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The South African Reserve Bank (SARB) has reduced the repo rate (the interest rate at which banks borrow from the Reserve Bank) by 25 basis points (0.25%), to 6.5%, which sees the prime lending rate for customers move to 10% from 10.25%.
The decision comes as the consumer price index (CPI) measure of inflation has fallen to 4%, which is well within the SARB’s targeted range of 3% to 6%. While the SARB’s mandate is to target inflation, the decision to cut would have also considered economic growth within the country, with lower rates being more supportive. Recent news that Moody’s has decided to keep South Africa’s local currency credit rating at investment grade would have also removed a near-term headwind for the Reserve Bank in terms of inflation (spurred from currency depreciation and an increased cost of borrow).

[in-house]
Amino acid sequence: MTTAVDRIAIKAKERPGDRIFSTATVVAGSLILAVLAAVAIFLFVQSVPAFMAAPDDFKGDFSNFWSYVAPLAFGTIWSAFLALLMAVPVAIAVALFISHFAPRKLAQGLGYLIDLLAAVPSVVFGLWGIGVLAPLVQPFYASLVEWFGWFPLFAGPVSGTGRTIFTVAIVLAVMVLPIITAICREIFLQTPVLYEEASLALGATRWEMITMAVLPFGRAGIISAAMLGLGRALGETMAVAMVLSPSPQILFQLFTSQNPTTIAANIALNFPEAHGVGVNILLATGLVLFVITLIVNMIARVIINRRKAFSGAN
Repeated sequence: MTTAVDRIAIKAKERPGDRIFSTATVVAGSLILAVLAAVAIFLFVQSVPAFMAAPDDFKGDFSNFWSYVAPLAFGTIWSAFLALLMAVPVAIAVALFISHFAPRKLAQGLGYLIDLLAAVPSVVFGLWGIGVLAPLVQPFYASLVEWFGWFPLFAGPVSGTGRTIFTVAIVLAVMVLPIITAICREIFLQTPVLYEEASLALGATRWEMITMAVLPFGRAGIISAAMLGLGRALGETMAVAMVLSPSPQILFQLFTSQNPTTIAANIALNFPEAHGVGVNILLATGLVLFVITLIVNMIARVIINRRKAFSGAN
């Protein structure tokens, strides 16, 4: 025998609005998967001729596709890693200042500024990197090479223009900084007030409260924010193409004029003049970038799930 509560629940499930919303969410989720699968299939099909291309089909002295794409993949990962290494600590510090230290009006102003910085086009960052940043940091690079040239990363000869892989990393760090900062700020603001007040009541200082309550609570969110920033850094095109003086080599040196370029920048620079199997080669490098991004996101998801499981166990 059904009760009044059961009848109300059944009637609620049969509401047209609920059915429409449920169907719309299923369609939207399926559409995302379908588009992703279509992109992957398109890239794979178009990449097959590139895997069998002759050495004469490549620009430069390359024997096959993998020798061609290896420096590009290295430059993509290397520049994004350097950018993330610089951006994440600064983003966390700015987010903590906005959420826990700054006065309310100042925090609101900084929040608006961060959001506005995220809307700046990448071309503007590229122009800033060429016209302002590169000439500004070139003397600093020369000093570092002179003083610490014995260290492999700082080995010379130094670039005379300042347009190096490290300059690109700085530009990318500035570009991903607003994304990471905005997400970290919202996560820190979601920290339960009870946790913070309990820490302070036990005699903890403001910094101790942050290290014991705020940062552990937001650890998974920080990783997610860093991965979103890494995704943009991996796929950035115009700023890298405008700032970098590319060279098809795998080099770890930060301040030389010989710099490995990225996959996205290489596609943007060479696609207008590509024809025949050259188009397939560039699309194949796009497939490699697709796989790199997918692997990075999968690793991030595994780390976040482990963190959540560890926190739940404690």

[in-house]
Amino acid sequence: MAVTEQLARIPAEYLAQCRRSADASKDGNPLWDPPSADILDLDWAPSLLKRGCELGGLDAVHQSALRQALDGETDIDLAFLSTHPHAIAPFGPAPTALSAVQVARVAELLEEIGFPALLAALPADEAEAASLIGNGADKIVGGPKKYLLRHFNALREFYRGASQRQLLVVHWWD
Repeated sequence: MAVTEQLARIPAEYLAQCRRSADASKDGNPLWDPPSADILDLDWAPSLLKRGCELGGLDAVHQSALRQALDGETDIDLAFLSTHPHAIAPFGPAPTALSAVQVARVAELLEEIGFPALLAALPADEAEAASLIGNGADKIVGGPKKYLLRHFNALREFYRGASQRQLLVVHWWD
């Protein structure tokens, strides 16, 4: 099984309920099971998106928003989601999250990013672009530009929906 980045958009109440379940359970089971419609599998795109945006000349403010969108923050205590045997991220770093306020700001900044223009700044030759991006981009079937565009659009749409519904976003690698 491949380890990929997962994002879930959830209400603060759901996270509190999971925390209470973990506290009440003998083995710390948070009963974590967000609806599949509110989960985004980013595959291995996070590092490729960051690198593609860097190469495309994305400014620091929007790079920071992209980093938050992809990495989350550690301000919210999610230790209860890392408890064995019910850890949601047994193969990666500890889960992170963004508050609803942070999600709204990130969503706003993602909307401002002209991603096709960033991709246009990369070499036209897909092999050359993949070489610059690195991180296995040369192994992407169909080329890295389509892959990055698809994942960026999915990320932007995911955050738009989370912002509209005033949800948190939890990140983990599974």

Looking forward, the SARB expects inflation to average 4.9% in 2018, and 5.2% in 2019. The SARB expects economic growth of 1.7% in 2018, and 1.5% in 2019.
The rand has had a relatively subdued reaction to the news, as 0.25% remains a marginal move and was widely expected.